Madagascar: Escape 2 Africa

   13/12/2008 at 11:29       Joe Bennett       4 COMMENTS. - Score 1/5

I recently had the surprise pleasure of playing Kung Fu Panda.

While far from being a fantastic game, it was a very enjoyable platform-adventure romp. I actually enjoyed it more than the film, and it's not very often you get to say that about licensed games. So with renewed vigour and faith restored in licensed games, I approached Madagascar: Escape 2 Africa in a more positive light than I usually would. I’ll never forgive that bloody Panda.

Madagascar: Escape 2 Africa goes back to the 8/16-bit era of licensed games. Being a collection of mini-games tied loosely together as a platform-adventure, you guide Alec, Melman, Marty and Gloria around Africa in a quest to get them back to New York. Within the first 90 minutes you’ll have played football with Marty, launched Mort at moving targets and got Alec to play musical chairs, pass the parcel, played dodgeball and other equally tedious mini-games.

Interestingly the main issue with these mini-games isn’t that they’re mind-numbingly dull (which they are), but more that the target audience, six-eleven year olds, will struggle with them. Launching Mort at targets was relatively easy for me. I only missed two and rapidly progressed on to the next stage. However my 9 year old niece, brought up on games such as Happy Feet, Kung Fu Panda and Boogie, couldn’t grasp the combination of gravity, timing and aiming that this particular mini-game required. Numerous attempts later, she was completely frustrated and would not have persevered had I not been on hand to bail her out. This was a regular occurrence throughout her two hours with the game. Poorly explained mini-games, awful controls (when I, a gaming veteran, had trouble keeping the truck driven by penguins on the road, what chance does a nine year old have?) and platform sections where you have no idea where your character is going to land, all mean that Madagascar is somehow far too easy for adult casual gamers, but also far too difficult for the younger audience.

The platforming sections are riddled with the sort of design issues that were apparent in 8-bit 2D and early 16-bit 3D platformers. The camera is easily one of the worst I have encountered in any game. Trying to keep it behind your character provides more of a challenge than the actual platforming sections and is yet another hindrance to younger players. At times it can also be impossible to tell where your character is going to land. One early mini-game involving Gloria butt-stomping some suitcases (what’s that sound? Oh yes, that’ll be the mini-game barrel being scraped) is much harder than it ever should be, simply because you can’t tell whether Gloria’s obese arse is landing on the suitcase, next to the suitcase or behind the suitcase.

Even the main hub of the game, the Waterhole, is a complete mess. You’re never sure where your next objective is, what direction you’re meant to be heading in (although due to the tiny play area, you never have to backtrack far) and there is never really any sense of progressing the story due to the disjointed, stop-start nature of the gameplay.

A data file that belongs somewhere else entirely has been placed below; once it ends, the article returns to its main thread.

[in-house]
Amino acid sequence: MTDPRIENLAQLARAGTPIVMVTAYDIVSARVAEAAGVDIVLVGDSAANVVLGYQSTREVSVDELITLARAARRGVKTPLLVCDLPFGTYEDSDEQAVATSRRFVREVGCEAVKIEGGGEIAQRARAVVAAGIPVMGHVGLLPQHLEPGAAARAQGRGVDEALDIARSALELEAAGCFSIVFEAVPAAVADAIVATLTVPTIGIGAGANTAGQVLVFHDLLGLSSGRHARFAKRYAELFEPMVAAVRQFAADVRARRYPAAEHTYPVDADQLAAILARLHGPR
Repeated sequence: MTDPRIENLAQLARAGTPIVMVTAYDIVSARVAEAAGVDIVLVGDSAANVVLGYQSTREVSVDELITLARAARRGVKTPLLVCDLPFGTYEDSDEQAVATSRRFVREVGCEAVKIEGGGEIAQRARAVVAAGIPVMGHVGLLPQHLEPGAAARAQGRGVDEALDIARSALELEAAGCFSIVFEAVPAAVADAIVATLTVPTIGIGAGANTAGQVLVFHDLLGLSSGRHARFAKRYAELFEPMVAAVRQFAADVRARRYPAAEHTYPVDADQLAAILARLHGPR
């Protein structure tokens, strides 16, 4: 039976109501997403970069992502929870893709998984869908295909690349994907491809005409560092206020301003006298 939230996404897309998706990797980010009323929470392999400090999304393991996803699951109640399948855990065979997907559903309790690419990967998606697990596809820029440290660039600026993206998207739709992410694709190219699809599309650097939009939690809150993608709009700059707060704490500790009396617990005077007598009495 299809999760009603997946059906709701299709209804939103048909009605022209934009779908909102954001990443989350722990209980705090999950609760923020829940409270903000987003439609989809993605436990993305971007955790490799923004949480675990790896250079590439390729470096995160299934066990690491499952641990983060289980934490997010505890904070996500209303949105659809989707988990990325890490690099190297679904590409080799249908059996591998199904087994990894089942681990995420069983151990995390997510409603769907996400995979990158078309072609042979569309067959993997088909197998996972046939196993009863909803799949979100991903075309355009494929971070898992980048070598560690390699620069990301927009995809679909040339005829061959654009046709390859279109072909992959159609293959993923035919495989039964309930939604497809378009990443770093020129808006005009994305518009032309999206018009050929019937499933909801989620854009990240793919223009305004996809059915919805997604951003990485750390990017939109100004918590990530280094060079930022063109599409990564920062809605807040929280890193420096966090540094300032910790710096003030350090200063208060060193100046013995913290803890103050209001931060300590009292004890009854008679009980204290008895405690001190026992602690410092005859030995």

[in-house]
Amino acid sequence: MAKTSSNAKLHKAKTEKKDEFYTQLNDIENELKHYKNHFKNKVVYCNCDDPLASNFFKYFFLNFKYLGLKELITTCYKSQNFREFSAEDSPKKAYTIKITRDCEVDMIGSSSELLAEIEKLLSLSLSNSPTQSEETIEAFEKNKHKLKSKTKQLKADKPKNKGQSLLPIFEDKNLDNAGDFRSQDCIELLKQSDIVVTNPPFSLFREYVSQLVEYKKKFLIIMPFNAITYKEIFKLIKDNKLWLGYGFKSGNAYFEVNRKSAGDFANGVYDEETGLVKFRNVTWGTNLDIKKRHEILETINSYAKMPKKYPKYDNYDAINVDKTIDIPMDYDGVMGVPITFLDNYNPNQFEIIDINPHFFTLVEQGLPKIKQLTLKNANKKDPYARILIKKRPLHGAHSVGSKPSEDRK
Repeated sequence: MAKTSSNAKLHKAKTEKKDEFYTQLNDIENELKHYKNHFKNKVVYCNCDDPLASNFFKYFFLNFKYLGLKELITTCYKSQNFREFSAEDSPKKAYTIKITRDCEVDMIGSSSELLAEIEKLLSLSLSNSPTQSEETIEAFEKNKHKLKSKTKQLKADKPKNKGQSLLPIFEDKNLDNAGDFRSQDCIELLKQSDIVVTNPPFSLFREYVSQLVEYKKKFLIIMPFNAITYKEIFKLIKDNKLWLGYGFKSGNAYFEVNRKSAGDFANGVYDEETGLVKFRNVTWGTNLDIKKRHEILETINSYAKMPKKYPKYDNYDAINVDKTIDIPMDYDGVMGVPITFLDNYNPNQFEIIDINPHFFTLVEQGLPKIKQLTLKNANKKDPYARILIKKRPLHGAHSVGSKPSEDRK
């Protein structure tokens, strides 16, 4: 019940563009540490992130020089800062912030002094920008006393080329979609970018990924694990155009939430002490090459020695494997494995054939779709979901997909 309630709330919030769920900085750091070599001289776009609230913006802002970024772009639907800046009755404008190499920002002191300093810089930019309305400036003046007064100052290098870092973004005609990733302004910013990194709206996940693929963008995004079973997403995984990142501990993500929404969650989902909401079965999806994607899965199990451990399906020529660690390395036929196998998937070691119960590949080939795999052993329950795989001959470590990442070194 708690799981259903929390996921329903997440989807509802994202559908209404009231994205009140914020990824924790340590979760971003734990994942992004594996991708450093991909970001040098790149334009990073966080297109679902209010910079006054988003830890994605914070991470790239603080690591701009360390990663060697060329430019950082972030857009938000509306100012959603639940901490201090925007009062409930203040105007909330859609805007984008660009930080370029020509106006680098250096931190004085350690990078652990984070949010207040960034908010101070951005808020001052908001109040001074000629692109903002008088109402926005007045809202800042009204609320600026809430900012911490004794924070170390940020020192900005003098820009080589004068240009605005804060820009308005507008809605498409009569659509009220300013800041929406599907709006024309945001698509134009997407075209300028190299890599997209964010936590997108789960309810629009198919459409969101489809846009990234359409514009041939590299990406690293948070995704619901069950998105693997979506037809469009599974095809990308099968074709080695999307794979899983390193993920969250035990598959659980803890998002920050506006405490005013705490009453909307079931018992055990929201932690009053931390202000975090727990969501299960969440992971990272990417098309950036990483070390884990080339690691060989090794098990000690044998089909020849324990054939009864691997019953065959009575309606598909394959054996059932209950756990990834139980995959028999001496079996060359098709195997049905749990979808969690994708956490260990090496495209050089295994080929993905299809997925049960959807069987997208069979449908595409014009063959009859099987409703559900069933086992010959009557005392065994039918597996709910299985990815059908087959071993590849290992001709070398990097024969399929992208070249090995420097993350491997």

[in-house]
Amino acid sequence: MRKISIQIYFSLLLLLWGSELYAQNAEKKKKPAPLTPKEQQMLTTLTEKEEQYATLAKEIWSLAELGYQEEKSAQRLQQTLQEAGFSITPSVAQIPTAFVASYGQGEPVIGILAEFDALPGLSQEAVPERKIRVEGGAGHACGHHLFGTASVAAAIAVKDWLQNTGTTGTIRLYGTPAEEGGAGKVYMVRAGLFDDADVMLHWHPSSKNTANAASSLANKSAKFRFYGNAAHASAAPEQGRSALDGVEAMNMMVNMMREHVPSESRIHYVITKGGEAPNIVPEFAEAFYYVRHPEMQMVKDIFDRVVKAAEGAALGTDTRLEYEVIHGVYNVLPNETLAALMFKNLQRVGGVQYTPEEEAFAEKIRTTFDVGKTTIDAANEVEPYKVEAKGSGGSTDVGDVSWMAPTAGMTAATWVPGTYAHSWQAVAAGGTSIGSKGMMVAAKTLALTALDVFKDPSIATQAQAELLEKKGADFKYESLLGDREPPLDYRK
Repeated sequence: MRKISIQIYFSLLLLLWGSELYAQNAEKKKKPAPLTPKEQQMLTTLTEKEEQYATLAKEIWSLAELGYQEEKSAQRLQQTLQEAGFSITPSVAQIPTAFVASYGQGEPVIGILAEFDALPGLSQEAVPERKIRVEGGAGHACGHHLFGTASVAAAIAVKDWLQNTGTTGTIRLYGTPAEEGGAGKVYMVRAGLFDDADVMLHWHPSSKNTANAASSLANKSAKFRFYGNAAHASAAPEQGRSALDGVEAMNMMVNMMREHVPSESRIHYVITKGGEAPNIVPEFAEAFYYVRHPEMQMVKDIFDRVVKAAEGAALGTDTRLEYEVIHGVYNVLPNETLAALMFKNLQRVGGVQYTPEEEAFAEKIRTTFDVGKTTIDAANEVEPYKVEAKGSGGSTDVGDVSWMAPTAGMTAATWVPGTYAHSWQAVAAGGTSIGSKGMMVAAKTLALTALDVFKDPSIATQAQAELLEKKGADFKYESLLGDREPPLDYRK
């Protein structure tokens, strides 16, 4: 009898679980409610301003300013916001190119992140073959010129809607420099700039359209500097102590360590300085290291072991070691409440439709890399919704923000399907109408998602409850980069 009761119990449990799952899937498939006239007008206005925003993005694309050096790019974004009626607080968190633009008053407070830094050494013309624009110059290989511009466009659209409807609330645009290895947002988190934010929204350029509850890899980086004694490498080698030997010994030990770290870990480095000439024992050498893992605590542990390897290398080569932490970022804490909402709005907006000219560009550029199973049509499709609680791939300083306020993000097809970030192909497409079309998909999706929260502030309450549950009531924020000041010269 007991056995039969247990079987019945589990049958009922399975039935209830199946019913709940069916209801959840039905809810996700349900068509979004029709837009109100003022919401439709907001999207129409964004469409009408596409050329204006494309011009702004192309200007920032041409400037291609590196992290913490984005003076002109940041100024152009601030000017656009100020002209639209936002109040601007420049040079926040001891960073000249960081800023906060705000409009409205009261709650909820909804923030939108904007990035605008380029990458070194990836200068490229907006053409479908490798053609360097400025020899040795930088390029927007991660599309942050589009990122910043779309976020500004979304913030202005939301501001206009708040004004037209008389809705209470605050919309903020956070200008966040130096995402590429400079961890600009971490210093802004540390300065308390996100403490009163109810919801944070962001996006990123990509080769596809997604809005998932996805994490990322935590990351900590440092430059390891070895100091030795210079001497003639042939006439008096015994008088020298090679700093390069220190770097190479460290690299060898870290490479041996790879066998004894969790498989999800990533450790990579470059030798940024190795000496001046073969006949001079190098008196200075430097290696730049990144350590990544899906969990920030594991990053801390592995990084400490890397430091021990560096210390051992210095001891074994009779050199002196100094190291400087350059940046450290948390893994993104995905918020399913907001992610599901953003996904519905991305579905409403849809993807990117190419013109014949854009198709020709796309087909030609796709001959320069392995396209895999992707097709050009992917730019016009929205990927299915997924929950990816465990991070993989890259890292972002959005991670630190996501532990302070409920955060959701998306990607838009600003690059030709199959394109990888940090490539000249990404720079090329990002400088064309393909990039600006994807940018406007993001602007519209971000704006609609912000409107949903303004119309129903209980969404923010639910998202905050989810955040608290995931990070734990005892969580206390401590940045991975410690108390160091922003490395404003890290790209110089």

Once you’ve got about halfway through, Madagascar turns into a more old-fashioned style platformer, with you having to use each of your character’s abilities to hunt down the monkeys that are spread across the land. This is actually marginally better than the mini-game strewn opening to the game (although mini-games do still feature regularly), but only marginally. Aside from the main game, you’re able to play some of the mini-games in multiplayer, although quite why you would want to play musical chairs again is anyone’s guess.

Visually Madagascar is a bit of a mixed-bag. Most of the cut-scenes are reasonably impressive but the in-game visuals suffer from awful animation and collision detection. Depending on your opinion of the humour in the Madagascar films, you’ll either be slightly amused by King Julien, or irritated by his almost constant little quips. None of the original film cast has done the voiceovers in the game and therefore you have to endure soundalikes that often sound very little like who they’re meant to be imitating. Some are so bad they make you feel slightly embarrassed for the person behind the voice and whoever provided Melman’s voice should think about a new career.

And that’s really all there is to say about Madagascar: Escape 2 Africa. There’s so very little game to discuss and so very few (if any) memorable moments to comment on that really you’ve got better things to be doing with your life than wasting anymore time reading an article about a game that, whether you have kids or not, you really shouldn’t consider buying. It isn’t the worst game I’ve ever played, nor the worst movie license ever, but it’s just so incredibly tepid and confused as to what it wants to be that I can’t think of anybody to recommend it to. When my nine year old niece couldn’t find any enjoyment, especially when she can be kept amused for hours with bubbles, there really is very little hope.

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